And now we get to the million-dollar question, which bit do I need for which material?
Well, if there was one easy answer to that question, it would be the first result you’d see on a Google search, that you have probably already done before reading this.
But, there are some good basic guidelines to follow to give you a good head start in choosing the right bits.
The material you use for your project is probably the deciding factor when choosing a bit. The variety of hardness, density, melting point, how it chips and so on, all need to be factored in for the design and cutting of your project.
First and foremost is that whatever you choose to use, it must be sharp. Blunted bits cut badly and are much more likely to break and are therefore intrinsically dangerous. Ensure you choose long lasting router bits.
Materials themselves can normally be broken down into 3 major categories: Woods, Plastics, Metals.
A favourite for CNCers, this natural beautiful material can be cut smoothly and relatively quickly. Wood forms dust and small chips when cut. The huge variety of timber available makes for lots of interesting options.
This versatile material tends to generate continuous curls when being cut. The properties of plastics and acrylics should make them easy to use, however their tendency to melt and reweld onto the bit and the cutting area can drive most CNCers to distraction until they find the right settings.
The most difficult of the three to cut as they are the strongest and hardest. There are specialized bits available for engraving brass, aluminium etc.
Back to bits. If you remember from the previous article, we discussed flutes - the cutting edges that are machined into the side of a tool to provide a path for ejected chips of material to travel along as it moves through a block of material.
When it comes to chips, think of them as being a cooling mechanism at the cutting edge, talc like dust will not draw away much heat, however big chunks of material will be hard to clean up afterwards and will make a mess of your cut edges even if they are keeping the area cool.
You need a happy medium. Well, these chips can be sent upward or downward depending on the bit used.
These bits are a good choice when working with plastics, metals or any material that is likely to melt or burn when heat is applied to it. They force the chips upwards and generate a smooth base to the path of the cut.
The downside to these bits is that due to their upward pulling action, they tend to work against your clamps, so make sure your piece is firmly attached when using an Up-Cut bit.
Down-Cut bits will give a smoother top surface to the cut than an up-cut. These are useful when cutting thin materials.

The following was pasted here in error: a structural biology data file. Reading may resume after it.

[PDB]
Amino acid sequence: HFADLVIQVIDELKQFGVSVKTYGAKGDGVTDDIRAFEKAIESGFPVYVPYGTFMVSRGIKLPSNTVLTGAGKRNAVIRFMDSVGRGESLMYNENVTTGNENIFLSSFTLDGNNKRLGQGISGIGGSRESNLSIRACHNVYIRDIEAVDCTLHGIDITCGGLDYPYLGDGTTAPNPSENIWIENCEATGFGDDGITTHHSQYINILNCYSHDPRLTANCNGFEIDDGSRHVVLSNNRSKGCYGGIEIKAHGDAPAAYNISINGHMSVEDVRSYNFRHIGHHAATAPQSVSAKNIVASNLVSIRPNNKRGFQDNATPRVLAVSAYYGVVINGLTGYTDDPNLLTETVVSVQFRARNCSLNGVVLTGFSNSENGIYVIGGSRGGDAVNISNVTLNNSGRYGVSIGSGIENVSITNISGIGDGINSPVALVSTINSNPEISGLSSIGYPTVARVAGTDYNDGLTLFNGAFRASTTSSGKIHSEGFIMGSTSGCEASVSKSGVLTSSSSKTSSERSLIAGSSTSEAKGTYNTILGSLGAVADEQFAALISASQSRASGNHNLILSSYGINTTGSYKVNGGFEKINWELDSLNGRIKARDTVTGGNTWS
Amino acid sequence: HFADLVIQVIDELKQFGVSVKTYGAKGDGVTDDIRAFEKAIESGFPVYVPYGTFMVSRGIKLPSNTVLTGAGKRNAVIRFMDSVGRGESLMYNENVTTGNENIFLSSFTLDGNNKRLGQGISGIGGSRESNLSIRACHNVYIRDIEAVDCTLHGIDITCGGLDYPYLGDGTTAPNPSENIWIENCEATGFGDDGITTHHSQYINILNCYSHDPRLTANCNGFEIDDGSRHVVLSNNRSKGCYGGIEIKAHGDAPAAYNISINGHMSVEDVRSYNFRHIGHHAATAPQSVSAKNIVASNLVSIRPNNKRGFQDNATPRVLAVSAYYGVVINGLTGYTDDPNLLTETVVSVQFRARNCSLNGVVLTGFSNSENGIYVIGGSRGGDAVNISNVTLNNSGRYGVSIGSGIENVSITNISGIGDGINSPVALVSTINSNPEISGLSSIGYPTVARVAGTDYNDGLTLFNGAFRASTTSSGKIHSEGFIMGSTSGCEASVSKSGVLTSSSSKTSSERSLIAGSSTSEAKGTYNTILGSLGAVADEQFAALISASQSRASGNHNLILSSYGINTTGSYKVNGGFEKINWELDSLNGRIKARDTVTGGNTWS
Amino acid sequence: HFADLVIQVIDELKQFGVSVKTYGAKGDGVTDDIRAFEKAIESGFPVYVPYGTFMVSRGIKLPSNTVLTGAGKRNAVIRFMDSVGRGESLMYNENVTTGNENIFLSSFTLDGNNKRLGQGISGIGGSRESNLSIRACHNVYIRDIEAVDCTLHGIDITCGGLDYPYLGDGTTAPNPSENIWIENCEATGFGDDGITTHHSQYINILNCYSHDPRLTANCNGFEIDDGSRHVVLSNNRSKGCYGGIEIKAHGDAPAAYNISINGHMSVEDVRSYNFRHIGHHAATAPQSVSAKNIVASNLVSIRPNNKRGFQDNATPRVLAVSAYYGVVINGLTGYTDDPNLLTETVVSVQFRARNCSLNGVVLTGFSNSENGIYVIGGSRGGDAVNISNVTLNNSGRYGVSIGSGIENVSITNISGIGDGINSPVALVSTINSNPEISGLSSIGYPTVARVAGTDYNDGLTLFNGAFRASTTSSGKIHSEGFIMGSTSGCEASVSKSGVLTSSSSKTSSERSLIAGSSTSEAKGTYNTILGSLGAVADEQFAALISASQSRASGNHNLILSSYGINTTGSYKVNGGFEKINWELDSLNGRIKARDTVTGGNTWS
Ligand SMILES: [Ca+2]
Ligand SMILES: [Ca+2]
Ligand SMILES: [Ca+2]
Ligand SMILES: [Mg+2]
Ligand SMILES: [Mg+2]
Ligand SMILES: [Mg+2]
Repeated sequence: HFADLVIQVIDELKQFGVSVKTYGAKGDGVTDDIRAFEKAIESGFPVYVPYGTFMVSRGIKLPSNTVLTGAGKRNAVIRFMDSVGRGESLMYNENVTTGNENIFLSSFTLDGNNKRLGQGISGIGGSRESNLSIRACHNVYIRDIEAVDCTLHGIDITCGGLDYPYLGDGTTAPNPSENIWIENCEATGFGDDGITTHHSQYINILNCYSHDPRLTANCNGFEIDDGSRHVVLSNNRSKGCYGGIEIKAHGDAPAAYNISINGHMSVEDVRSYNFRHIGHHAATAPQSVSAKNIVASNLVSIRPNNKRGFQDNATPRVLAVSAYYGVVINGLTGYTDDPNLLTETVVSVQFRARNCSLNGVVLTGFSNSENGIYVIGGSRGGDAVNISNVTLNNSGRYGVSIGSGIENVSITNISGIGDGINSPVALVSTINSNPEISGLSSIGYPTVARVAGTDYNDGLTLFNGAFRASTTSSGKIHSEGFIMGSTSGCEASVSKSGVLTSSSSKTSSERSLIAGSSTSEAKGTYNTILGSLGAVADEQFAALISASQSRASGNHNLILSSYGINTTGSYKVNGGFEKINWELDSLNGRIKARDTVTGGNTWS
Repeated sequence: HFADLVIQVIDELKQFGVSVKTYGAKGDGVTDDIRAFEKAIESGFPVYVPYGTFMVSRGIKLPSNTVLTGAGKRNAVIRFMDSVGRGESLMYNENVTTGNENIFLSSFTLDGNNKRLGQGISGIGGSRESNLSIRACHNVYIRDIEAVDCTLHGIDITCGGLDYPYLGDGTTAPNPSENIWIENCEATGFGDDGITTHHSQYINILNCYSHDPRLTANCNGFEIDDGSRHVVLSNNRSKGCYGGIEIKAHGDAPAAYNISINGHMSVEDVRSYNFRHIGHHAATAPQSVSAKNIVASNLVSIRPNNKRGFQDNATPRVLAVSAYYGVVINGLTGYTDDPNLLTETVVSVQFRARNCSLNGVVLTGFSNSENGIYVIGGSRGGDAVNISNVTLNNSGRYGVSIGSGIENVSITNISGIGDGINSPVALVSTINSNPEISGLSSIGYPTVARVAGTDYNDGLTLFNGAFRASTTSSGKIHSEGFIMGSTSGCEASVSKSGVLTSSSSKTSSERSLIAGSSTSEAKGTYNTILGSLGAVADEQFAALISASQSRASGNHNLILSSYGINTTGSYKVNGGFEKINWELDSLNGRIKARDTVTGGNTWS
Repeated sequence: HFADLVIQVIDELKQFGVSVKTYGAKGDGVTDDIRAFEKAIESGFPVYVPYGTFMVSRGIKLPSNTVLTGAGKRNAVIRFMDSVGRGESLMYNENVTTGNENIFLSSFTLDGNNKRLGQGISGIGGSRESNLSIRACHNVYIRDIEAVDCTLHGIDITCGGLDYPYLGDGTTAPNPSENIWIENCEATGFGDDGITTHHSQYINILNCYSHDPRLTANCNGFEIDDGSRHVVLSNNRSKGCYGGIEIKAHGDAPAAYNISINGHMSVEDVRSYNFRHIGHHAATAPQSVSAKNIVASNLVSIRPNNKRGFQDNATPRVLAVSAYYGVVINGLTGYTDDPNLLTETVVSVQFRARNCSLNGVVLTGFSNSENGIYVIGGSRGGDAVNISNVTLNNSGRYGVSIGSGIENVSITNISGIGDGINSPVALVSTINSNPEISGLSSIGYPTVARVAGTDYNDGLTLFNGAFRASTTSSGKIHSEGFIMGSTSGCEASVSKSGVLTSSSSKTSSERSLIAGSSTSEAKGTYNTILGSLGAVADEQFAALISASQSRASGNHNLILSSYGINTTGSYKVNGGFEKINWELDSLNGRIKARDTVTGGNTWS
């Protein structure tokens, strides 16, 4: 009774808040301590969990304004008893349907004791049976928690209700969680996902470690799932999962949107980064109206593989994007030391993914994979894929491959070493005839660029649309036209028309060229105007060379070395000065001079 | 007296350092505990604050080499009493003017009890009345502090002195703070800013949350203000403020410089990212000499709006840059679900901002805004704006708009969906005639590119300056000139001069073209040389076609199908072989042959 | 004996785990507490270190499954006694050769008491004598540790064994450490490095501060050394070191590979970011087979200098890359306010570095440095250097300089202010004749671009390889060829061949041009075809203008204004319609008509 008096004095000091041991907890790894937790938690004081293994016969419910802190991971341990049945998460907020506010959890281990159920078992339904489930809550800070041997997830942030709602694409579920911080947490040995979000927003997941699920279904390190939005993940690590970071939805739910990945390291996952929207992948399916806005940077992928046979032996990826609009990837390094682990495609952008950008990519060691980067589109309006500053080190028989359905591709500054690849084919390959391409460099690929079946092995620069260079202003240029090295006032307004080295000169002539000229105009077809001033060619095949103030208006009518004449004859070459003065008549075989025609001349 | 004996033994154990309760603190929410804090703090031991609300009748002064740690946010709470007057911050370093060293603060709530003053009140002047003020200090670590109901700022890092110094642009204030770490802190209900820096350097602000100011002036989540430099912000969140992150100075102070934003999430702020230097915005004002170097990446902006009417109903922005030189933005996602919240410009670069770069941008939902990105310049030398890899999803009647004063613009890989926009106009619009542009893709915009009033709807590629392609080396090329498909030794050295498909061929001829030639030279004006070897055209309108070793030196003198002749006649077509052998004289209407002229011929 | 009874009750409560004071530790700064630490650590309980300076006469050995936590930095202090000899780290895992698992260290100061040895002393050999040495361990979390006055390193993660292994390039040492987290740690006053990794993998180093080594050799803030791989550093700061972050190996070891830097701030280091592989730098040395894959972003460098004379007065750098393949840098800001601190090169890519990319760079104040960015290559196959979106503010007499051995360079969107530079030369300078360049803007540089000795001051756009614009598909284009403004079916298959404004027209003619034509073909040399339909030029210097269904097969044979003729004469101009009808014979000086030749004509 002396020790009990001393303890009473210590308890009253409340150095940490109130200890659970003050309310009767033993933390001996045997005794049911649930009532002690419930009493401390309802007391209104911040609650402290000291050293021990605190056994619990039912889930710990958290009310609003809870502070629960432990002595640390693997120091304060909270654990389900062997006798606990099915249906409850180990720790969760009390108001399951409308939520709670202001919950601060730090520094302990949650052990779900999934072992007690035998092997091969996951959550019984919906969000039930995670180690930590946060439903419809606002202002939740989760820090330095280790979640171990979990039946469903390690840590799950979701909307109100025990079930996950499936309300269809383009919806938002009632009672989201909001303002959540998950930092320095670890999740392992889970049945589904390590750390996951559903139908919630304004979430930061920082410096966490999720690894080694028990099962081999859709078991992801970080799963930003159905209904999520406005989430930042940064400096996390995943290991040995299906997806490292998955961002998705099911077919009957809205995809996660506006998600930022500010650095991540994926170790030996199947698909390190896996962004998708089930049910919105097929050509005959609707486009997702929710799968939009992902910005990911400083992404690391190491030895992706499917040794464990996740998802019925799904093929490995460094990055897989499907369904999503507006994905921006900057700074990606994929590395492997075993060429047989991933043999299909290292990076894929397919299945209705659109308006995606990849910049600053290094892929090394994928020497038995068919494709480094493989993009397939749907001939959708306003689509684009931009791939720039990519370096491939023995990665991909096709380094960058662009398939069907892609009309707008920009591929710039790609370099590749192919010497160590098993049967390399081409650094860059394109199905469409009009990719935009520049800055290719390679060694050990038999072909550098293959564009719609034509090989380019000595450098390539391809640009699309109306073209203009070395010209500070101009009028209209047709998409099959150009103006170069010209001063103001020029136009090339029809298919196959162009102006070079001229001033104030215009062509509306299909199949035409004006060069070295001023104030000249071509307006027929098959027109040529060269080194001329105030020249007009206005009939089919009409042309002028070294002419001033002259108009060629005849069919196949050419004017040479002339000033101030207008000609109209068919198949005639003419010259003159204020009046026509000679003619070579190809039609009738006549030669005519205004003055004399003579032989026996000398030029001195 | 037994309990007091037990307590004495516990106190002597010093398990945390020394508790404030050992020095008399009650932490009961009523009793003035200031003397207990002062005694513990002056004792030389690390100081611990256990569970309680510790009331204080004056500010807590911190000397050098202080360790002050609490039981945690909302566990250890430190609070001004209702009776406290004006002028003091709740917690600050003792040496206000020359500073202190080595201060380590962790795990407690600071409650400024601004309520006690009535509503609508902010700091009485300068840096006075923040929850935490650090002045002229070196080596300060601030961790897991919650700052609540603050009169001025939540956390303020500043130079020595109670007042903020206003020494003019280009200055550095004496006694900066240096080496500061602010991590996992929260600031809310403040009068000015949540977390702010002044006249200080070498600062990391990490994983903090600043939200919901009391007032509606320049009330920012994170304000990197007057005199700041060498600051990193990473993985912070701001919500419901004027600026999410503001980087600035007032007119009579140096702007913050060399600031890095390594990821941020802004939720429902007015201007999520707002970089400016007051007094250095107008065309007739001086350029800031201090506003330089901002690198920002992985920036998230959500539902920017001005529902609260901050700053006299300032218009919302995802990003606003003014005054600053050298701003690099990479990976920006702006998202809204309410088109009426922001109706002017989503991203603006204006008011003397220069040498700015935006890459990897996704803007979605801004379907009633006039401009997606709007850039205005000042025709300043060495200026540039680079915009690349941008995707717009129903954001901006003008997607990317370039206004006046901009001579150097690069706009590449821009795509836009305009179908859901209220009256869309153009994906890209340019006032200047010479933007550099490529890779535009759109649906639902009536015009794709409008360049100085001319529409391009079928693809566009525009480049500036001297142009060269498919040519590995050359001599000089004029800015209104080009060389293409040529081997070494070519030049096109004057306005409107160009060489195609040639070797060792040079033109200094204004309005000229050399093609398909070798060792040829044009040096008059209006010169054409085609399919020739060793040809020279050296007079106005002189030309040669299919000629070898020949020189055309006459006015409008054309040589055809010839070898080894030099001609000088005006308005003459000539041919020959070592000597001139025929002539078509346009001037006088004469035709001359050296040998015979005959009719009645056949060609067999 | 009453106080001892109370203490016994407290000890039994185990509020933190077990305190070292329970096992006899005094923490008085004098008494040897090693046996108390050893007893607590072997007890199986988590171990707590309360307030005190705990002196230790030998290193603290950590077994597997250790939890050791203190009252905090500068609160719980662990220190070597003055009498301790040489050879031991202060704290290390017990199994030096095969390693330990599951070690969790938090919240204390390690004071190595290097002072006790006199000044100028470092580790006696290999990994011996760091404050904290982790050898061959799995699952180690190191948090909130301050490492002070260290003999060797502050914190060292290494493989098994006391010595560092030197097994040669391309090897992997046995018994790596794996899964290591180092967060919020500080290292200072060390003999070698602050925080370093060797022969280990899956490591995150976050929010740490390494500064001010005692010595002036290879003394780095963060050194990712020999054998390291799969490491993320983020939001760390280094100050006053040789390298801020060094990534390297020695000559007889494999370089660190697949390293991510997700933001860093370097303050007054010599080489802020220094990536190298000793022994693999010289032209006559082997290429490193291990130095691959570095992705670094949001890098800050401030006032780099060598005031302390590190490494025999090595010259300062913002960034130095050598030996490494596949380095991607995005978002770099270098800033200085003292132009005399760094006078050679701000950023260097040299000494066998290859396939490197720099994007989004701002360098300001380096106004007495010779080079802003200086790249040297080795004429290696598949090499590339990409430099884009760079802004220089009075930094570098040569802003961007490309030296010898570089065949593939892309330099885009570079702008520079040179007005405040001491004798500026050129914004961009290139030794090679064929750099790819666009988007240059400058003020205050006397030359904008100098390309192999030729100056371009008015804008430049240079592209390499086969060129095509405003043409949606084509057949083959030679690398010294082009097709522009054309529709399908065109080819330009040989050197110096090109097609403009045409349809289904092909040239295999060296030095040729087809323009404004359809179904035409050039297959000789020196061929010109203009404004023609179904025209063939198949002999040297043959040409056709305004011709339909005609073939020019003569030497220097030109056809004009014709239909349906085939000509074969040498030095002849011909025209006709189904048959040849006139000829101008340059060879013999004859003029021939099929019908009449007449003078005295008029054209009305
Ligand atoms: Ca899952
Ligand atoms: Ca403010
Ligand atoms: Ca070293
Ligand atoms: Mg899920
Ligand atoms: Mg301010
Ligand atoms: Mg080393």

However, if your project will require several passes, they can have a tendency to melt or singe the material, although they will push the material down onto your worktable.
Remember the number of flutes make a difference to removing chips too:
So softer materials work well with 2 flute up-cut, harder materials with 6 or 8 flute up-cut.
Basics again: Consider the smallest details of your project, generally you should choose the biggest bit that can cut your design in your machine, bigger bits are stronger and will remove more material more quickly, however larger bits cannot cut smaller corners or fine details.
So, the simple breakdown on what bit does what with what –
Two Flute Square End – workhorse bit, does just about anything you want on any material.
Two Flute Straight Cut End – these flutes don’t pull upwards, so there’s less chance of damage to the top surface, brilliant for plywood.
Two Flute Ball End – the rounded ball on the end allows for fine detail when doing 3D, it won’t however cut flat surfaces.
Single Flute Up Cut End – cuts plastics and acrylics brilliantly due to the tip of the cutting edge resembling a hook.
Fishtail End – similar to the standard square end, but with the tips extending further than the centre of the bit
Engraving bit – the one you received with your 3018, has a tiny tip, 0.1 mm, these bits are tapered to make them stronger and this also makes the cutting diameter bigger the deeper the cut. These bits are only for engraving fine details, but they’ll do it on virtually any material. So now you know why these come with the machines!
I’m sure this hasn’t answered all your questions, but I do hope it has helped you make sense of what you need to think about when choosing your bits.
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